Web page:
During its last agenda item, the School Board discussed the Virginia School Boards Association (VSBA) Code of Conduct for school board members. It has been the practice of the Warren County School Board to annually adopt the Code of Conduct, and every member, except one, agreed last night to sign the document.
Melanie Salins — the board’s only appointed member — declined to sign it, saying she was not comfortable with the verbiage used in several sections of the document. For instance, Salins asked to have the word “constitution” included in code item No. 8, which states: “I will bring about desired changes through legal and ethical procedures, upholding and enforcing all laws, state regulations, and court orders pertaining to schools.”
In response to a request for clarification, Salins told the Royal Examiner in an email today: “I would like to see the federal and state constitution added” to that item in the Code of Conduct. “I found it a glaring oversight to leave out such an important word,” she wrote, noting that board members take an oath when they’re sworn into their positions to uphold the constitution.
During the meeting, Board Vice-Chair Bower told Salins that the code is a state-specific document issued by the VSBA and the Warren County School Board cannot change it. But Bower suggested that Salins could contact VSBA to “see if that’s something they might want to consider.” Bower also said it was fine if Salins or any other board member did not want to sign the code of conduct, as it’s an optional choice.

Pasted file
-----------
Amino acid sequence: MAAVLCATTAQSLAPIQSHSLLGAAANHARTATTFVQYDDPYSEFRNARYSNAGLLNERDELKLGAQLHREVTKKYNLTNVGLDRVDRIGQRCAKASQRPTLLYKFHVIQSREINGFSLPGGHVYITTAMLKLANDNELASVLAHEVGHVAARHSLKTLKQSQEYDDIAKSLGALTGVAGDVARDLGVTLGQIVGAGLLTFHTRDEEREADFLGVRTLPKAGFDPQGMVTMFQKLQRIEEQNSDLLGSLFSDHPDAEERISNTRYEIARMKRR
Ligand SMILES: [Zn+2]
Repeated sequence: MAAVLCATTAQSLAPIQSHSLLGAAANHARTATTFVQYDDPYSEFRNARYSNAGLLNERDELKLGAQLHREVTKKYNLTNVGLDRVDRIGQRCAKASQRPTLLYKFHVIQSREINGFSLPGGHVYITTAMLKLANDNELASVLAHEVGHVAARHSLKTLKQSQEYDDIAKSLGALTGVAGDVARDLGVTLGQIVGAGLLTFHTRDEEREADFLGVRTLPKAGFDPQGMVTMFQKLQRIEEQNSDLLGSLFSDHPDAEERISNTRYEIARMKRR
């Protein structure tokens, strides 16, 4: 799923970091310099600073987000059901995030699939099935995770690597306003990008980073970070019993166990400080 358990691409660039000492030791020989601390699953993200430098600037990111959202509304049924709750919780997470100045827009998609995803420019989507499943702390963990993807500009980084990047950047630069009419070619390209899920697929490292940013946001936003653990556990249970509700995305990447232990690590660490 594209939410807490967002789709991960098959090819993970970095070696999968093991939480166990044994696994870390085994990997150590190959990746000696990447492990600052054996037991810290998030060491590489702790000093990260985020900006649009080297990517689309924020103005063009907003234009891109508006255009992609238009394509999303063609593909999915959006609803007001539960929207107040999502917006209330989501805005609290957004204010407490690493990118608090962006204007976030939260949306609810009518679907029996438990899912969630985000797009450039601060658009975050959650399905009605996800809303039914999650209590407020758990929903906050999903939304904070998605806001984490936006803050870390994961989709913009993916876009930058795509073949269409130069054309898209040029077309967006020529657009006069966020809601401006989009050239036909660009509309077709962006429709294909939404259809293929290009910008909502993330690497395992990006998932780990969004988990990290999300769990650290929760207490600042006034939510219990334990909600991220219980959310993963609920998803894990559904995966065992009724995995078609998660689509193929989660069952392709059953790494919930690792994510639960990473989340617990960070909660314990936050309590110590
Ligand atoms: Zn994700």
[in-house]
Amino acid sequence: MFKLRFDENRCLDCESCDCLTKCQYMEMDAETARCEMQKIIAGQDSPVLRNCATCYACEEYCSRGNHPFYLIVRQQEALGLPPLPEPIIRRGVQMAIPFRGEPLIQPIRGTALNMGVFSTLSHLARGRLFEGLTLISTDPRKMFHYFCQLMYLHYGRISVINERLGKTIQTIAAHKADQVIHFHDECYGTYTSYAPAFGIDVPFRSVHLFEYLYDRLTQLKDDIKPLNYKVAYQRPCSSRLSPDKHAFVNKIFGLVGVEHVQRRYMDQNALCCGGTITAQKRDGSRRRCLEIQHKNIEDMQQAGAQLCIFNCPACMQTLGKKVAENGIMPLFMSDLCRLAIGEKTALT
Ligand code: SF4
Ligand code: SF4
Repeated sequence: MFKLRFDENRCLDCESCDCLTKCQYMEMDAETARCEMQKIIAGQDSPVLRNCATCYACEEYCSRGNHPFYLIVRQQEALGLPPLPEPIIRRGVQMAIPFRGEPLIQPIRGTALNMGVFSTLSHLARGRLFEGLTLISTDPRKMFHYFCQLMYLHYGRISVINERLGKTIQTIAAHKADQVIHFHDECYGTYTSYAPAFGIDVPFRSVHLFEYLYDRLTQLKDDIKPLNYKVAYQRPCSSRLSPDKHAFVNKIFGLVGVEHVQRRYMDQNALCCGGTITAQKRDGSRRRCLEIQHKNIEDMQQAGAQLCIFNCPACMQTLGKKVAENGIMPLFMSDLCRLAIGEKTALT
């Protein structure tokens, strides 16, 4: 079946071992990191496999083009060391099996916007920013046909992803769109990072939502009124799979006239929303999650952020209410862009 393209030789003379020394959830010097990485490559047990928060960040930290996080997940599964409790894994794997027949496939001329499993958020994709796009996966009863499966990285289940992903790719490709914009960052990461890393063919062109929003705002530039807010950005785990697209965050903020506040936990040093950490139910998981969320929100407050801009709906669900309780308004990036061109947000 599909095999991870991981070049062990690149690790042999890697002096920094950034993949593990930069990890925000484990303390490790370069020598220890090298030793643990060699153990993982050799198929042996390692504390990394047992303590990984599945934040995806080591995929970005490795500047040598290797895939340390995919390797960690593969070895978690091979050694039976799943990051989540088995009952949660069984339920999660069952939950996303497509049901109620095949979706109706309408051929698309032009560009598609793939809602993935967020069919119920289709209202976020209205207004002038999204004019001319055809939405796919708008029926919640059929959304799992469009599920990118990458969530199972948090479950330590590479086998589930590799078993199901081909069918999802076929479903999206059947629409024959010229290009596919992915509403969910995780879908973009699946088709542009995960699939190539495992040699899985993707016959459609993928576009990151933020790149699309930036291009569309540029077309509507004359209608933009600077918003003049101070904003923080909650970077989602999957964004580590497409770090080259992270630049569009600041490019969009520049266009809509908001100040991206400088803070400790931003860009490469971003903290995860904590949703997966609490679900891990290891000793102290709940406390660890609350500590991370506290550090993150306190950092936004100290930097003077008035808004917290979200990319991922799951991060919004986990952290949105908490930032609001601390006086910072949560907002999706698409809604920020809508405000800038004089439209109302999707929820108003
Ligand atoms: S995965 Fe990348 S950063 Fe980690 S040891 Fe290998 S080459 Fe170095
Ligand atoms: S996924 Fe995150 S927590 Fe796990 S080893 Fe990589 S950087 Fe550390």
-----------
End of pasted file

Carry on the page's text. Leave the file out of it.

“The VSBA Code of Conduct is a non-binding guide for certain behaviors expected of board members,” Bower wrote in an email sent to the Royal Examiner today. “Individual board members can elect to follow or not follow the Code of Conduct.”
Bower wrote that she signed the document “because I consider the Code of Conduct as a blueprint for the governance of our school system. As a board member, I am choosing to conduct myself in a manner that is in accordance with the VSBA Code of Conduct so that individuals will know that I will do my best to serve our students, staff, and community.”
Some other provisions included in the VSBA Code of Conduct calls for school board members to “refrain from using the board position for personal or partisan gain and avoid any conflict of interest or the appearance of impropriety;” to “respect the confidentiality of privileged information and make no individual decisions or commitments that might compromise the board or administration”; and to “delegate authority for the administration of the schools to the superintendent and establish a process for accountability of administrators.”